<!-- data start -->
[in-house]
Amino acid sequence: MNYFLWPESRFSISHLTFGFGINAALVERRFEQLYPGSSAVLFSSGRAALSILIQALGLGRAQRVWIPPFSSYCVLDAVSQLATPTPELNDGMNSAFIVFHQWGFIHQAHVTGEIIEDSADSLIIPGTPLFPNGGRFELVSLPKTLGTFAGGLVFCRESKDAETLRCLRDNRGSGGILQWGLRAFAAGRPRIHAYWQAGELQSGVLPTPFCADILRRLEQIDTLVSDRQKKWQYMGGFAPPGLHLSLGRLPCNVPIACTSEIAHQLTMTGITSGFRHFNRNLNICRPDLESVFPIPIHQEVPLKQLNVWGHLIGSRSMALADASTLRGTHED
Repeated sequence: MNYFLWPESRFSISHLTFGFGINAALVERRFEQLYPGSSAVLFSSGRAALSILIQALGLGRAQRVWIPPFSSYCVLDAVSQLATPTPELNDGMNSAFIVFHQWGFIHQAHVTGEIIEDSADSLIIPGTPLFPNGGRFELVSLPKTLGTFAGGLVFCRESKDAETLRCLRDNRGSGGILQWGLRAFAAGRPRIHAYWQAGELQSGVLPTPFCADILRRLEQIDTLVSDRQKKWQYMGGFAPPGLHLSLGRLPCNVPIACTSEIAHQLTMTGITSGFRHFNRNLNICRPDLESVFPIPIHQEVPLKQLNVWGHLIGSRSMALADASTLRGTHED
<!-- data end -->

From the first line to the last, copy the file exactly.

[in-house]
Amino acid sequence: MNYFLWPESRFSISHLTFGFGINAALVERRFEQLYPGSSAVLFSSGRAALSILIQALGLGRAQRVWIPPFSSYCVLDAVSQLATPTPELNDGMNSAFIVFHQWGFIHQAHVTGEIIEDSADSLIIPGTPLFPNGGRFELVSLPKTLGTFAGGLVFCRESKDAETLRCLRDNRGSGGILQWGLRAFAAGRPRIHAYWQAGELQSGVLPTPFCADILRRLEQIDTLVSDRQKKWQYMGGFAPPGLHLSLGRLPCNVPIACTSEIAHQLTMTGITSGFRHFNRNLNICRPDLESVFPIPIHQEVPLKQLNVWGHLIGSRSMALADASTLRGTHED
Repeated sequence: MNYFLWPESRFSISHLTFGFGINAALVERRFEQLYPGSSAVLFSSGRAALSILIQALGLGRAQRVWIPPFSSYCVLDAVSQLATPTPELNDGMNSAFIVFHQWGFIHQAHVTGEIIEDSADSLIIPGTPLFPNGGRFELVSLPKTLGTFAGGLVFCRESKDAETLRCLRDNRGSGGILQWGLRAFAAGRPRIHAYWQAGELQSGVLPTPFCADILRRLEQIDTLVSDRQKKWQYMGGFAPPGLHLSLGRLPCNVPIACTSEIAHQLTMTGITSGFRHFNRNLNICRPDLESVFPIPIHQEVPLKQLNVWGHLIGSRSMALADASTLRGTHED